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In the September 12-18, 1979 issue of In These Times, reporter Beth Bogart covered the state of National Public Radio (NPR) and its flagship program “All Things Considered,” both of which launched in the spring of 1971. To mark the 50th anniversary of NPR, we reprint the article in full below, which explored the station’s issues around diversity, funding and political perspectives.
By the time the reporters and producers of National Public Radio’s “All Things Considered” meet for their 10:30 a.m. story conference, they have glanced through a dozen newspapers, watched the morning television news programs and thought about what they want in the 90- minute show to be aired on 220 public radio stations that evening.
The big news one July day is President Carter’s Cabinet reshuffle and the ATC staff, as they call themselves, want to tell the story using an angle different from that presented by newspapers, television or commercial radio. “Let’s get a Russian equivalent of a Kremlin watcher to interpret the Cabinet changes,” is one suggestion. “Yeah, somebody with an authentic-sounding Russian accent,” the idea is seconded.
Aired weekdays from 5:00 p.m. to 6:30, weekends from 5 to 6, ATC has been called an electronic newspaper, a “Sesame Street for adults,” and “better than the New York Times because it has in-depth news, plus ‘comics’.” Award-winning national and international coverage is blended with humor, “inspired zaniness,” in the words of the Wall Street Journal, and minute-long musical breaks every quarter hour that “should be made into an album” one Minneapolis listener suggested.
About 13 stories are usually culled from the morning’s list of 30 possibilities for the show. Approximately half of these come from affiliated stations across the country, from freelancers and from foreign news organizations like the British Broadcasting Corporation (BBC).
“We’re trying to rely less on the BBC and do more of our own reporting from places like Nicaragua, South Africa and Iran,” the program’s producer said. News bureaus are also operating in London, Chicago and other cities around the world, NPR staff said.
ATC has 20 reporters, editors and producers and a $2.7 million budget, all tiny by the standards of commercial networks (its budget is less than 3 percent of CBS News), but large by the standards of “the other alternative network,” Pacifica. NPR’s public relations staff is bigger than Pacifica’s entire news bureau.
NPR often scoops the commercial networks. For example, when the Supreme Court Justices privately decided not to hear the appeals of the Watergate defendants, reporter Nina Tottenberg broke the news. And ATC’s Linda Wertheimer became the first reporter to broadcast from the Senate when she covered live the congressional debate on the Panama Canal treaty.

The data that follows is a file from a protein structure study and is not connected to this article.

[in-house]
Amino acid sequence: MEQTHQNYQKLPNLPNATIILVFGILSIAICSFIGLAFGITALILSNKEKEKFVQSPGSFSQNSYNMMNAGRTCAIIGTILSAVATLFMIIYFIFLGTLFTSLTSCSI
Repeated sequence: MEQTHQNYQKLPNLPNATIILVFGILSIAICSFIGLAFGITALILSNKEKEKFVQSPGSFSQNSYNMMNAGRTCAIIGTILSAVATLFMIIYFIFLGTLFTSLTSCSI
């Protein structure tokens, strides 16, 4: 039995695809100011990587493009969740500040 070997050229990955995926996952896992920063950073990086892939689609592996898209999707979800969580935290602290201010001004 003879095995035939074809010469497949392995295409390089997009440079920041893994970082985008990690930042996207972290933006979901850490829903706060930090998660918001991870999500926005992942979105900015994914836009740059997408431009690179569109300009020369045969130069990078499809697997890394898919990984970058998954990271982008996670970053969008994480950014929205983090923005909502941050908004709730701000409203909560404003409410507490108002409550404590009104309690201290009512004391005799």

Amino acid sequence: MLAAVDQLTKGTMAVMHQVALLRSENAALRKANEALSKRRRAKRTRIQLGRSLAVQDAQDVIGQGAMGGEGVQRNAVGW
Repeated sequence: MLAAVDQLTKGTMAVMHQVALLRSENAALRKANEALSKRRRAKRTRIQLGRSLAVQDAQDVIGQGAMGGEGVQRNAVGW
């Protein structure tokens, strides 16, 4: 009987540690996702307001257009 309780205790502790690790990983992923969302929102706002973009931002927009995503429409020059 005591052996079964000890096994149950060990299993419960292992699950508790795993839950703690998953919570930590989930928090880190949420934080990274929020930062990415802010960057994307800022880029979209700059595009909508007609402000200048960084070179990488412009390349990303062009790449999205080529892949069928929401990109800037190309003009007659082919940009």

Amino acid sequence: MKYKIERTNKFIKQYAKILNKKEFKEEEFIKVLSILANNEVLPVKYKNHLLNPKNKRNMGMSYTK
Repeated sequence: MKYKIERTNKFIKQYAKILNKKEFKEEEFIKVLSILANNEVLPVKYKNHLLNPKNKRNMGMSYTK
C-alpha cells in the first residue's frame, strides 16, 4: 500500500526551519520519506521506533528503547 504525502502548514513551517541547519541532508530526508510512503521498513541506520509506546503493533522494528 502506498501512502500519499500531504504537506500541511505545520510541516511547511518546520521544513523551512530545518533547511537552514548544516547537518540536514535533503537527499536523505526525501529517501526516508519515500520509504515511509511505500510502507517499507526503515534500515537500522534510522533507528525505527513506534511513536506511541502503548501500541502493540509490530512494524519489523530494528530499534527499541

The government-funded network also avoids other stories it should be covering, Pacifica reporters say. “We’re less timid about controversial stories,” a Washington Pacifica reporter said. “And NPR does not have a political perspective,” she added.
By mid afternoon, the White House watcher has not been found and the idea is shelved, at least for the day’s program. Carter’s Cabinet maneuvers are analyzed instead by former presidential speechwriter James Fallows, who drops into NPR’s Washington, D.C. studio on a few hours’ notice to make a tape; by former CBS reporter Daniel Schorr, a regular commentator on NPR; by Seymour Lipset, who is recorded via telephone from California, and by the editor of the daily Oklahoma newspaper, The Tulsa World.
This last commentator, whose Midwest drawl is distinct despite the telephone-tape static, presents a view from “the heartland” to balance the Washington orientation and “elitism” that NPR is often criticized for.
ATC’s 3.5 million audience is 90 percent white, 56 percent college-educated and relatively affluent, according to a Roper survey that NPR brass watch as closely as television executives monitor Neilsen ratings. The show’s staff reflects these demographics, although a concious “affirmative action” campaign at NPR has meant that women hold many of the top resorting jobs. (“We’ve never had a female producer of ATC, though,” one NPR staffer points out.)
NPR “in no way touches the minority population in this country,” one former staffer says. It is this image that network President Frank Mankiewicz says he is committed to changing. “We’re finding that as our audience grows, its characteristics become closer to the general audience,” said the former press secretary of Robert Kennedy, former campaign manager of presidential aspirant Sen. George McGovern, former journalist and lawyer who joined NPR in 1977. “Our listeners are now about 10 per cent non-white and last year this was the fastest growing part of our audience.”